Welcome to Episode 6 of The Josh Gerben Show. This is the show where we talk about the business side of law. I’m a huge believer that if attorneys spent a little bit more time thinking about the business side of our profession and a little less time thinking about how many hours they’re billing on a daily basis, we would all have much more fulfilled legal careers.
Today’s episode is all about personal brands. Personal brands have become a huge thing in the last 10 or 15 years, especially in the business world. And this is because individuals with a personal brand tend to be able to sell a lot of products or services.
If everybody hears somebody’s name and says, “Oh, that’s the person for this, or that’s the person associated with that product,” it’s a great way to sell products or services. In the legal industry, the vast majority of clients are going to hire a lawyer because of who that lawyer is, not because of necessarily the firm. You know, sometimes the firm has a prestige in this side or the other. But most of the time, clients will decide to hire a lawyer because of who that person is, the experience that lawyer has, or the sales pitches that the lawyer has given the prospective client over their particular matter.
In my experience, attorneys have chosen to work with our firm, and particularly me, over the years because when I get on the phone to talk to a client, I can immediately understand their business because I came from a business background. I can empathize with what they’re trying to do with their brand. I can lay out not only a legal strategy but mix in a few business tidbits along the way. I’ve become a very trusted partner over another trademark attorneys who just formulaically go through what they would need to do to maybe obtain a trademark registration or defend a particular case. Having the ability to have people come to me because of who I am and then spread the word that I am the guy for trademarks has been invaluable for my business.
I think that if every lawyer out there would focus on their personal brand, it would be a lot easier for attorneys to do business development. I think we’ve all heard the word business development, whether you’re in a big firm, small firm, or running your own shop, obtaining new clients and having a constant stream of new clients is probably the single toughest thing that attorneys have to do from the business side of things.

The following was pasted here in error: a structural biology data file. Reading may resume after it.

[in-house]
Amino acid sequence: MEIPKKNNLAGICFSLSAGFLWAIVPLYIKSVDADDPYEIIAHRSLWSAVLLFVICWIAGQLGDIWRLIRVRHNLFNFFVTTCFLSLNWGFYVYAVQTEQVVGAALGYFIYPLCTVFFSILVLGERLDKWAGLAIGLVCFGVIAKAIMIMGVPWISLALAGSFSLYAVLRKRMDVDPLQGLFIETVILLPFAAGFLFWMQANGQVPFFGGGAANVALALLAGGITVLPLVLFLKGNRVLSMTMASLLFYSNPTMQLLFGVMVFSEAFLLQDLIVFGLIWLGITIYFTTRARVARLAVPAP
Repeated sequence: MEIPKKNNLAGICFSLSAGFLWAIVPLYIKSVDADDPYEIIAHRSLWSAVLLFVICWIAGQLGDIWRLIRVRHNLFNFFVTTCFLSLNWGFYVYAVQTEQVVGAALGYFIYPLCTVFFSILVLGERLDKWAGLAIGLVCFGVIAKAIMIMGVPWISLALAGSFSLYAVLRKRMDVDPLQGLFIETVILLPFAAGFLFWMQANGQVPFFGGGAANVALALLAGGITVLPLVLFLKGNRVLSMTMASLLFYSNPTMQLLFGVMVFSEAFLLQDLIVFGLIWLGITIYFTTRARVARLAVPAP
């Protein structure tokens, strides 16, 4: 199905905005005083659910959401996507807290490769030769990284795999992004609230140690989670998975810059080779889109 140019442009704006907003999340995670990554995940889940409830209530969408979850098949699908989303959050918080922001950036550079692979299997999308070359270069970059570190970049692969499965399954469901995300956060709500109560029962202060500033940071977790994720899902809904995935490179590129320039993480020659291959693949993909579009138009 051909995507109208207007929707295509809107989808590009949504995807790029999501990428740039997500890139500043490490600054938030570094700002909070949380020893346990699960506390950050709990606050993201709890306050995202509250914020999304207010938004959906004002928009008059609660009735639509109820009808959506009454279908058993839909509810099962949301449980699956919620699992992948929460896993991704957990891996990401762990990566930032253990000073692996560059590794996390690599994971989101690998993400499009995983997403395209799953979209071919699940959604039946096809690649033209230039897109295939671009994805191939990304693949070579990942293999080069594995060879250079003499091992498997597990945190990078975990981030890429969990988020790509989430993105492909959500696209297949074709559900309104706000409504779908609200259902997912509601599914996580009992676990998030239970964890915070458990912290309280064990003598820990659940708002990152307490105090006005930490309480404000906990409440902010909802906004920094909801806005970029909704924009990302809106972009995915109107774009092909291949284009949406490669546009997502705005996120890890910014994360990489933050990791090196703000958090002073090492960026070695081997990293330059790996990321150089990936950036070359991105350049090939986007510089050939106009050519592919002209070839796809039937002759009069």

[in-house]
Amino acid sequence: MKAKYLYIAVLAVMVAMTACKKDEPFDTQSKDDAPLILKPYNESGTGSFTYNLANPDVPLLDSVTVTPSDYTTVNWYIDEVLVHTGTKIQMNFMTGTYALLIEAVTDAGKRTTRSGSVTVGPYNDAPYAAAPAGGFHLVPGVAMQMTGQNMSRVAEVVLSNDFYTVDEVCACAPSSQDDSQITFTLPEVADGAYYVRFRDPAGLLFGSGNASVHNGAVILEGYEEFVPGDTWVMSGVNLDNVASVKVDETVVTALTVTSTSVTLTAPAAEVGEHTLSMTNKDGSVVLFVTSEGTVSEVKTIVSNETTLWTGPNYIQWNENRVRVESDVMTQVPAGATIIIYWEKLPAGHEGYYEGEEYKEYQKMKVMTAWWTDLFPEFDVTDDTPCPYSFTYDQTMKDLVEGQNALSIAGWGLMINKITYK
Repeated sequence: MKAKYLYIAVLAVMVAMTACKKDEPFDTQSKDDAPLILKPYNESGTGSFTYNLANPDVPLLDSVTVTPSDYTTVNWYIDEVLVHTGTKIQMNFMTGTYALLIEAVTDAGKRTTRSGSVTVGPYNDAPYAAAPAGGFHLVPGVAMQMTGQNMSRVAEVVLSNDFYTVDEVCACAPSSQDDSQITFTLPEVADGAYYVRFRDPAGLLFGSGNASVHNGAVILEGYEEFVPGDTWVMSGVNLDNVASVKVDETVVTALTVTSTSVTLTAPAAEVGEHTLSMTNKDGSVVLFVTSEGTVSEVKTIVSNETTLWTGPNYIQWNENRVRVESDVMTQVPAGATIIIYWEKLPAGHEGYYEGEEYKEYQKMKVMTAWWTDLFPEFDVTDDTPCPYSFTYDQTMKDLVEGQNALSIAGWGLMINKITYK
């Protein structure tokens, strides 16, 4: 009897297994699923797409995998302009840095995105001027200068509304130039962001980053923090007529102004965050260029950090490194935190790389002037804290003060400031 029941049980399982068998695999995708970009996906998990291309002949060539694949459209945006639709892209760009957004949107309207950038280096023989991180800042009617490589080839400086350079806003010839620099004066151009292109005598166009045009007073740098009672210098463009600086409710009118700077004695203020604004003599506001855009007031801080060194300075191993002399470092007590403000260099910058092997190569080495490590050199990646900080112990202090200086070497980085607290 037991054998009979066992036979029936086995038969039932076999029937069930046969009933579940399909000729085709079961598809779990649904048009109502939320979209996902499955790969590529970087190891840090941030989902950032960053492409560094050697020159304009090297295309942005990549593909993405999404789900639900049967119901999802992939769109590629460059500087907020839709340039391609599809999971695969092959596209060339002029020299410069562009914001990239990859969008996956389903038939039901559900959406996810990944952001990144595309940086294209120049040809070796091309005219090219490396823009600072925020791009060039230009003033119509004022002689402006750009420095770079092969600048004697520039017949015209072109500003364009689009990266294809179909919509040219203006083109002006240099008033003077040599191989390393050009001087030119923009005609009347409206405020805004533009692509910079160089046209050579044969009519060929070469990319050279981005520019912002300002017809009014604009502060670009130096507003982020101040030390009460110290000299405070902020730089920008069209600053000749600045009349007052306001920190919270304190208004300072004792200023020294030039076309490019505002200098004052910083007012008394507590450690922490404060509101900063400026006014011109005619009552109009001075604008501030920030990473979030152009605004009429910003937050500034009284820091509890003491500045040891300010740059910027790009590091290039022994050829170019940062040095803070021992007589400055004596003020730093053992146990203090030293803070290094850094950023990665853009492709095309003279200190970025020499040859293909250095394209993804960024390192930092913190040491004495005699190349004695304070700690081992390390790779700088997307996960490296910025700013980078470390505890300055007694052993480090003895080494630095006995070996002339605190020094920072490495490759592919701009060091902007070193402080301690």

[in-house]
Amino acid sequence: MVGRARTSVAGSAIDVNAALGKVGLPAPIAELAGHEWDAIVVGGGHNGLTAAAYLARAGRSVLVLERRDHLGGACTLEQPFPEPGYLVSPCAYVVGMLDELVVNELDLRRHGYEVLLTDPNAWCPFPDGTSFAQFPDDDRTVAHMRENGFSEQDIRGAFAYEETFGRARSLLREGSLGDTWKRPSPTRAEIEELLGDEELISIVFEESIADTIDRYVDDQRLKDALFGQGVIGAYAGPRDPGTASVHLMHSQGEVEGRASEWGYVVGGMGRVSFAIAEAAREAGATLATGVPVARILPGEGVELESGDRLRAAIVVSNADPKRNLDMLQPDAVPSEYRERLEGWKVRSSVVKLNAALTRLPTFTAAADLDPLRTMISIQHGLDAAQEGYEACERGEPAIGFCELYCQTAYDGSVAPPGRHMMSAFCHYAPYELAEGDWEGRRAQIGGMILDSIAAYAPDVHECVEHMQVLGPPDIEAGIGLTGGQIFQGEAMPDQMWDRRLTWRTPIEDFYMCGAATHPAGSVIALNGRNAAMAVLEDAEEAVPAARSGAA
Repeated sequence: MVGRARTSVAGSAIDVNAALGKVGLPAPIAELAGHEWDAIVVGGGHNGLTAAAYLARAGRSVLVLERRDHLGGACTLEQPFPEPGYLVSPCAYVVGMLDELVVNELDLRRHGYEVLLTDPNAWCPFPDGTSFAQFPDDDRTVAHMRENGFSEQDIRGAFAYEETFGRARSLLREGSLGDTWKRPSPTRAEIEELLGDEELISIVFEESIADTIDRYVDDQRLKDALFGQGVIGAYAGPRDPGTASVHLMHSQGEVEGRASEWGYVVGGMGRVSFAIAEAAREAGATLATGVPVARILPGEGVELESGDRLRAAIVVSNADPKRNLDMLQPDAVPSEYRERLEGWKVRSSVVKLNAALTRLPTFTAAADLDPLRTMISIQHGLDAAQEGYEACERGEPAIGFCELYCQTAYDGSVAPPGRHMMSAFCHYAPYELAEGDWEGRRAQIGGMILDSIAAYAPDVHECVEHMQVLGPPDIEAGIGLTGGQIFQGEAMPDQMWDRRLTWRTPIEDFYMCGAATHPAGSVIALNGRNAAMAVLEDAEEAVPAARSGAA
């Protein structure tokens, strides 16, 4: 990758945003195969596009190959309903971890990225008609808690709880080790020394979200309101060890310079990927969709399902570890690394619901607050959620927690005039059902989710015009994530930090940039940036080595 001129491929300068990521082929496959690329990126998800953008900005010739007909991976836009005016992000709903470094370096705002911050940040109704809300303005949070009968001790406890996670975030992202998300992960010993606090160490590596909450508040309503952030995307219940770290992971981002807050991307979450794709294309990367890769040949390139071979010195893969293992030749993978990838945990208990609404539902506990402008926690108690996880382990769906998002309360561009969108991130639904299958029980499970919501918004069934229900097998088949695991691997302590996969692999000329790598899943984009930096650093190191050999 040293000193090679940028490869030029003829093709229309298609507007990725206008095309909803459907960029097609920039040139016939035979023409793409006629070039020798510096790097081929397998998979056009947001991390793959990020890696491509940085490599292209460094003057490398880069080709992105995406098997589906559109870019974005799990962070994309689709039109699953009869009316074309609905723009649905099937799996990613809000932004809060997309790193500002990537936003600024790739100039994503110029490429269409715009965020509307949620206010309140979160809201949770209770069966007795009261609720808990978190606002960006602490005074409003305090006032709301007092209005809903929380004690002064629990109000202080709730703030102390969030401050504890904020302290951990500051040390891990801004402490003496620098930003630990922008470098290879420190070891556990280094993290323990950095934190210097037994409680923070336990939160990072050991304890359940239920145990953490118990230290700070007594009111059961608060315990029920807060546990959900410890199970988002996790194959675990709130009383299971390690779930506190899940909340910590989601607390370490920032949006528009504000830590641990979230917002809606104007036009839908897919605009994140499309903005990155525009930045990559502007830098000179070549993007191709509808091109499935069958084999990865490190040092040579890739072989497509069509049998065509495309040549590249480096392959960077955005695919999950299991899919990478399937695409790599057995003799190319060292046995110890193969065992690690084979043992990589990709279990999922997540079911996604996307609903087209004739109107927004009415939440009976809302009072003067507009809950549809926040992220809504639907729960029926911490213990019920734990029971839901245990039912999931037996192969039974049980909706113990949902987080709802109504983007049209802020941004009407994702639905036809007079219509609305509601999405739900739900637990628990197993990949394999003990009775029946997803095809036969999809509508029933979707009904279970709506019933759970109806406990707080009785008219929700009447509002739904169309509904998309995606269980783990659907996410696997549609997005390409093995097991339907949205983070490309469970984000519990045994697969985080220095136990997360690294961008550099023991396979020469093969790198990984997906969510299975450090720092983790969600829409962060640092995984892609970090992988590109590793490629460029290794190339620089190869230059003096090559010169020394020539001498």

The reason for that is we’re not ever taught as formal salesmen or saleswomen. We’re just taught that if you practice law and you make a name for yourself, then maybe clients will come and seek you out. But in today’s world, that’s not enough. It is a hyper-competitive marketplace. You need to stand out from the crowd, and the way you stand out from the crowd is by developing a personal brand.
What Is Your Personal Brand As an Attorney?
So, what’s a personal brand? You hear the word thrown around a lot, and I think the first thing we need to do is define it, right? All good lawyers want a good definition for a word they may not fully understand. Here’s how I think about personal brands and what they are. I think you have to think about yourself, and you have to put yourself in packaging, like you were product packaging on a shelf at a store.
So, if I was on the shelf at a store, I would be in a big box that had a big circle all around the front, right, because I’m a trademark attorney. And that would be the first thing that people thought of when they saw me was that I’m a trademark attorney. But, we need to have more than just that. We need to be more than just the trademark attorney. You need to think about why people would want to hire you as their trademark attorney, or as their criminal defense lawyer, or as their corporate counsel, etc. Why would they want to hire you?
Now, we go over to the side of the box and put the experience that I have. So, over 5,000 trademarks registered for clients in the last decade, over 500 cases settled without the need for federal litigation.
Then, we flip around to the other side of the box, and it would have testimonials of all the clients that I’ve worked with over the years talking about how trusted of a partner I have been for them, how I’ve guided them through a difficult situation, or I’ve shown them something that has saved them tens of thousands, if not hundreds of thousands of dollars.
Finally, on the last panel of the box, it would talk about our flat fee structure, and how we have very reasonable cost to the high level of service that we provide as a law firm.
When someone looked at the entire package, they would see I’m not only a trademark attorney. They would see I’m one of the most experienced trademark attorneys in the country. They would see I have got exceptional reviews from my clients, and they would see I’ve developed all this and done all this at reasonable flat rates. That’s my personal brand. And, that’s how you have to think about defining yours.